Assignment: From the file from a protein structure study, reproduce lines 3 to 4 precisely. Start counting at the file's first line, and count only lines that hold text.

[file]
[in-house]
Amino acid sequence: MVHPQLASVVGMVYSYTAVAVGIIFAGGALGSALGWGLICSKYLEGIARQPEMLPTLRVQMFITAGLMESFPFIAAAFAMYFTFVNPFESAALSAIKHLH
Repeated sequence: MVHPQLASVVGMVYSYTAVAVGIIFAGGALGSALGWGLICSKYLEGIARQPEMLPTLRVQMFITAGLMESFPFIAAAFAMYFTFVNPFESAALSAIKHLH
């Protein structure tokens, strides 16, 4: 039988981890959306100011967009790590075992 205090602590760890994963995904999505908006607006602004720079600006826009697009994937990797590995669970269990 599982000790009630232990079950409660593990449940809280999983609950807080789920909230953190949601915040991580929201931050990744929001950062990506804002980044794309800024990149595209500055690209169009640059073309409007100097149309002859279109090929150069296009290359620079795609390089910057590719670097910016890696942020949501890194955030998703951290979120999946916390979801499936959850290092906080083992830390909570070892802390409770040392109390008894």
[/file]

Repeated sequence: MVHPQLASVVGMVYSYTAVAVGIIFAGGALGSALGWGLICSKYLEGIARQPEMLPTLRVQMFITAGLMESFPFIAAAFAMYFTFVNPFESAALSAIKHLH
């Protein structure tokens, strides 16, 4: 039988981890959306100011967009790590075992 205090602590760890994963995904999505908006607006602004720079600006826009697009994937990797590995669970269990 599982000790009630232990079950409660593990449940809280999983609950807080789920909230953190949601915040991580929201931050990744929001950062990506804002980044794309800024990149595209500055690209169009640059073309409007100097149309002859279109090929150069296009290359620079795609390089910057590719670097910016890696942020949501890194955030998703951290979120999946916390979801499936959850290092906080083992830390909570070892802390409770040392109390008894």